What’s going on in Turkey’s prisons?

Myriad allegations of rights violations in Turkish prisons have marked the aftermath of last year’s coup attempt as thousands of suspected putschists, political dissidents and journalists landed behind bars. In December, a senior UN official said torture seemed to have been “widespread” in the days after the coup attempt, while reports of ill-treatment have continued to date, including overcrowded wards and denial of medical care and sufficient food.

The story of the overcoat of Cumhuriyet and Al-Monitor columnist Kadri Gursel — detained in late October and still awaiting charges — has made headlines both in the Turkish and foreign media. To help her husband keep warm, Gursel’s wife had to buy several coats before getting the right one as prison authorities rejected coats because of their color, hood or button shapes. Another prominent journalist, Ahmet Sik, was kept in solitary confinement and denied drinkable water for three days, according to his lawyer.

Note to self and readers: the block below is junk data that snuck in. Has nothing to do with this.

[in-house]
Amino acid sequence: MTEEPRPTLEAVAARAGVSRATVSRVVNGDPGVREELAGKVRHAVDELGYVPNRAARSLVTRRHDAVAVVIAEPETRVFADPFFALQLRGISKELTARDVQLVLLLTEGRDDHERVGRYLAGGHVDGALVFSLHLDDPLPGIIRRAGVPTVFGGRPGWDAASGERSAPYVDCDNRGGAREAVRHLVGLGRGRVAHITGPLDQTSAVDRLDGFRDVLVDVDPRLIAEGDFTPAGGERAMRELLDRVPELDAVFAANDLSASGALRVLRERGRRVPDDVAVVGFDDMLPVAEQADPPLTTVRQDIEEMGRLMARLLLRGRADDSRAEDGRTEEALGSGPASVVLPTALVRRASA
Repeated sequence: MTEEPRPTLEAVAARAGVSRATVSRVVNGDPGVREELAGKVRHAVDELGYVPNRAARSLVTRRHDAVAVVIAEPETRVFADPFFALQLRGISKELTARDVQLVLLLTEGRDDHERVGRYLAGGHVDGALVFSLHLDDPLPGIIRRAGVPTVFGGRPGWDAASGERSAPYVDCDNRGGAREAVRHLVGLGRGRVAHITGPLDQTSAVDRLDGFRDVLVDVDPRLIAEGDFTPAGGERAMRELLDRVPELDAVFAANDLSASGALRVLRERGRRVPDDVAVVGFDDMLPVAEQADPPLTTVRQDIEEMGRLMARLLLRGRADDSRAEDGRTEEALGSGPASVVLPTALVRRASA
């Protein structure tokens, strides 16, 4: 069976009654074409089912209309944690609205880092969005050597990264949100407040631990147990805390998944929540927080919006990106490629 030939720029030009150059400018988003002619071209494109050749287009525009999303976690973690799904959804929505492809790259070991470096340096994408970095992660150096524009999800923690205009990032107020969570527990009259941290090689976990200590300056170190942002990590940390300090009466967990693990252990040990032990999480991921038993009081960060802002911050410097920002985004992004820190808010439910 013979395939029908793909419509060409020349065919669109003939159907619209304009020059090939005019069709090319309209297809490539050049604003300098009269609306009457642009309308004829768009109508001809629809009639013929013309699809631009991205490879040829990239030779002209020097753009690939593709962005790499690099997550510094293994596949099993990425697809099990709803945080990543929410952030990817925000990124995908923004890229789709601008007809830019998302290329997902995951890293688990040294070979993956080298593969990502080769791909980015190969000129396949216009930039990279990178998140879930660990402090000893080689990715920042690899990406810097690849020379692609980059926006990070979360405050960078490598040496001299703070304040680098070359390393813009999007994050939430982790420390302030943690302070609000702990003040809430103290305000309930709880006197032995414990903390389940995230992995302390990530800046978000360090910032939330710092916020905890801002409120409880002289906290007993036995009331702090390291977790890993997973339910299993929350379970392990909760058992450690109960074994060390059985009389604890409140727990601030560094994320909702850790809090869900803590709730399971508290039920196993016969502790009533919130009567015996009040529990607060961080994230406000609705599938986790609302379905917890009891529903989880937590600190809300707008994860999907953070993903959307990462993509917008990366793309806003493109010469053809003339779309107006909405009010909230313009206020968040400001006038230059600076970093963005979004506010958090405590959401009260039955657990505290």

Similar accounts are coming from lawyers and relatives across the country. In Diyarbakir, the largest city of the mainly Kurdish southeast, a man who has a brother in jail told Al-Monitor that the prison authorities barred visitors who wore green or navy clothes, supposedly to tell them apart from prison guards and soldiers. “There was that visitor with a green shirt and they had him take it off and go see his relative half-naked in the middle of the winter. I myself was not allowed to wear a navy coat,” the man said on condition of anonymity. Taking books to inmates is also a problem, he added.

Inmates have complained of strip searches, arbitrary restrictions on the time they can spend in common areas, deliberate cuts of heating and hot water, applications to prison authorities left unanswered, bad and insufficient food, overpriced and out-of-date food at prison canteens, denial of treatment to those who fall sick of that very food and denial of medical care in general.

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